If you hadn’t already grasped it, afrobeats has arrived. Keep up. Over the last decade, the fluid style of music has captivated audiences across the Western world – particularly in London, where the term was first coined, and New York, which like the UK capital has a high numbers of West African immigrant communities.
Now the genre is getting some recognition. Earlier this week, The Official Charts Company (OCC) announced the birth of the Official UK Afrobeats Chart, set to be published weekly. Initiated by the popular festival-provider Afro Nation and launching on BBC 1Xtra and The Official Charts Company, the Afrobeats Chart will be compiled using “UK sales and streaming data from over 9,000 outlets, incorporating audio and video streams, downloads and physical sales”.
To get things started, the inaugural list – which lists the top 20 “afrobeats” artists” of the last 12 months – throws up some confusion as to where this chart might be going. The chart consists of a plethora of acts – including J Hus, Young T & Bugsey and more – but many of which sit within the pocket of afro-swing, as opposed to solely afrobeats. Upon its release, social media users noted that the “real” afrobeats artists, such as Fuse ODG and Tekno, sat at the bottom of the chart. This is a metric driven chart, of course, but raises questions as to where afrobeats is heading – and how it is perceived on a mainstream level.
The phrase was coined little over a decade ago and vocalised formally by DJ Abrantee in 2012. Afrobeats derives from the likes of Nigerbeats, juju music, hiplife and highlife melding with Western sonics such as rap, hip-hop and funky house. Not to be confused with afrobeat, there’s a distinction and update in afrobeats. “There’s a younger feel to it,” founder DJ Abantree asserted.
Despite the differences, afrobeats is constantly paired with its predecessor and has faced scrutiny from West-Africans in England and beyond. This muddying of the waters between the two musical styles confuses the histories and trajectories of both sounds.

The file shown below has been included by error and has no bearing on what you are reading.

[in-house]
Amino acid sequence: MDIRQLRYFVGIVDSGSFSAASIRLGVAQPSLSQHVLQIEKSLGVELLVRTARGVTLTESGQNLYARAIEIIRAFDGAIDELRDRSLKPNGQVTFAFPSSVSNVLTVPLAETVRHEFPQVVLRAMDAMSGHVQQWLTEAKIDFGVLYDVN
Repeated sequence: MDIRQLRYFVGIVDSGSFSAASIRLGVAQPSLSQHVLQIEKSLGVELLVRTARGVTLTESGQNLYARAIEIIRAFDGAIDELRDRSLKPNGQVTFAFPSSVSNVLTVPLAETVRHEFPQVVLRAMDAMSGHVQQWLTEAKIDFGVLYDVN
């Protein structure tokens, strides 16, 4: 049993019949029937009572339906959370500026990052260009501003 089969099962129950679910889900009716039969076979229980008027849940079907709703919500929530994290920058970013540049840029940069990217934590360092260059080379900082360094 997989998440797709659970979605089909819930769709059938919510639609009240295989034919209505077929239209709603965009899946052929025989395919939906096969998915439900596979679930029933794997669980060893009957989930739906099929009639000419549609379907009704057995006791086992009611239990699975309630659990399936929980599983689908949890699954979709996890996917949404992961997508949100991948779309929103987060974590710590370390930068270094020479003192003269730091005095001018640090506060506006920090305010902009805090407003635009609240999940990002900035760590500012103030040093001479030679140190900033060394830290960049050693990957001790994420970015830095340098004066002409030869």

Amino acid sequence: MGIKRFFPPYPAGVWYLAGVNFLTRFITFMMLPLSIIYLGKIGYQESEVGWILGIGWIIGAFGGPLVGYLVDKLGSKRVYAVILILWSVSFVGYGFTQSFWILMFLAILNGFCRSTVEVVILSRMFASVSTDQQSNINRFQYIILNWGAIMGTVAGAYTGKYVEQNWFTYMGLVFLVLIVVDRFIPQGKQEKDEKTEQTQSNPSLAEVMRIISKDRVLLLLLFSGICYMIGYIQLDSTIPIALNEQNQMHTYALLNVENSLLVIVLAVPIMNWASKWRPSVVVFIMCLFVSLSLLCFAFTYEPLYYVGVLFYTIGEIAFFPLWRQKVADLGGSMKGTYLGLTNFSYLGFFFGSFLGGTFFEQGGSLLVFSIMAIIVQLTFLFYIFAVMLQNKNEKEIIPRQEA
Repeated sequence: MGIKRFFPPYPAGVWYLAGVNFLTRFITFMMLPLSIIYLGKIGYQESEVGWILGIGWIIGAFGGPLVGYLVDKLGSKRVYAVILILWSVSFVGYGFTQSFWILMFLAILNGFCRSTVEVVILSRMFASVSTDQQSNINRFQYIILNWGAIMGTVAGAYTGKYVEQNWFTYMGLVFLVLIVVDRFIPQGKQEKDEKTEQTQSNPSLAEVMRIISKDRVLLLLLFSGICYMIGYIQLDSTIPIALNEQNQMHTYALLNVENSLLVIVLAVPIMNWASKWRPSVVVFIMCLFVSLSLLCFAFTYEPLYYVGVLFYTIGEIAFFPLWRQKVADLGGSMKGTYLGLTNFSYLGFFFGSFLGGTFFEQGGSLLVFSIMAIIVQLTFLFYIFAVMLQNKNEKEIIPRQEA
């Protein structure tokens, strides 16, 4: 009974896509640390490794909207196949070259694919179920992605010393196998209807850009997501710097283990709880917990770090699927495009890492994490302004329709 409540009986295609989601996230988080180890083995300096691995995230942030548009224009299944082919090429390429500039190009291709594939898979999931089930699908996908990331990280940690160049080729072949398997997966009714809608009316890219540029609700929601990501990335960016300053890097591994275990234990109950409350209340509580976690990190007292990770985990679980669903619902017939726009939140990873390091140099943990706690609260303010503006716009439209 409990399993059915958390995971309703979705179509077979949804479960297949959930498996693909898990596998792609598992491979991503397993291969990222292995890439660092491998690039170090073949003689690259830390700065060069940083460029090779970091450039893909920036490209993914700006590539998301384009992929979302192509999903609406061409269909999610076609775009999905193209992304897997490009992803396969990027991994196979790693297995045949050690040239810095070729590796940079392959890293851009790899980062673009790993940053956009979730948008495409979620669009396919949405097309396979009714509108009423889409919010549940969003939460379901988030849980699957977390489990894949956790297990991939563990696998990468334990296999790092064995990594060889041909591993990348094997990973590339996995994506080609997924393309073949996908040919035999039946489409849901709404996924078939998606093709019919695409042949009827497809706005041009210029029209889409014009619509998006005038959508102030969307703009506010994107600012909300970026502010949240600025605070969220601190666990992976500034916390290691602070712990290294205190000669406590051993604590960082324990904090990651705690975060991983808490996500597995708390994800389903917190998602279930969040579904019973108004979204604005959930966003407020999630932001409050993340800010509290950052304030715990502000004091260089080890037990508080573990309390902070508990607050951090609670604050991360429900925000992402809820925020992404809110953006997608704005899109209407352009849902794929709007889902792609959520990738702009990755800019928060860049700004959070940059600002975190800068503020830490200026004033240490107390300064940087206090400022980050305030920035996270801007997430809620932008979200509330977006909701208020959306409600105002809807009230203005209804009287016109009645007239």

In 2017, Nigerian megastar Burna Boy articulated his concerns with the conflation, stating that “I know what afrobeats is – afrobeats is not what you’re hearing today; it’s not that.” With one of the biggest names in the game outrightly rejecting the term – alongside peers and African musical publications including OkayAfrica – we see that the new chart is vulnerable when it comes to gaining the respect of the communities it seeks to represent.
On British soil, afro-swing has gained traction towards the end of the last decade as an established musical genre. Articulating the characteristics of afro-swing in 2018, acclaimed author and teacher Martin Connor said that it incorporates “Jamaican music in the rhythm” and melds with percussion and melodies from African sounds. British DJ and singer Afro B denounced this form of music being labeled as afrobeats because of the usage of aspects from dancehall and R&B.
One of the biggest acts within the Afrobeats Charts Top 20, J Hus, is also classified as an afro-swing pioneer, with Not3s and Yxng Bane in close proximity. The Official Charts Company – knowingly or not – erase these developments by not including afro-swing in the chart’s name and fail to acknowledge the unique elements of West Indian genres that are infused in afro-swing. They are crucial in their distinction.
The OCC’s statement announcing the chart briefly acknowledges afro-swing but uses the term afrobeats in reference to Kojo Funds – an act who has previously stated that he classifies himself as the former. Olive Uche, Audiomack’s Content Strategy Manager for Africa, believes that both afrobeats and afro-swing deserve their own appreciation. “Properly labelling sounds and genres allows the mass to see the vastness of the scene and understand that there’s range within the music,” she tells NME.
It’s more frustrating once you realise that The OCC already have strong examples of doing this appropriately with other musical groupings. The Jazz & Blues Albums Chart incorporates projects from the varying forms of music, which allow room for clarity on both sides of the spectrum. Jazz, being a derivative of blues, is still a legitimate and pronounced genre in its own right; this is similar to the way in which afrobeats and afro-swing share their unique offerings. This approach ought to be adopted for the new Afrobeats Chart.
The UK has been one of the most welcoming regions in the Western hemisphere when it comes to afrobeats. This is ultimately down to West-Africans on the ground helping to shift nightlife and radio over the span of 15 or so years. Platforms such as Choice FM and cultural moments like the meteoric rise of D’Banj’s track ‘Oliver Twist’ have helped to open the door for African-inspired foundations.
It is, at its core, an ambitious and laudable move to honour this influence. Yet this chart needs to accurately reflect all of the sounds that it encompasses and name them accordingly. Failing to do this is a disservice and undermines the good-intentions of The Official Charts company, Afro Nation and BBC 1Xtra. The term “Urban” is beginning to be removed institutionally for its inaccurate labelling and ambiguous definition; the Afrobeats Chart and its missteps in precise representation feels like it’s cut from the same cloth.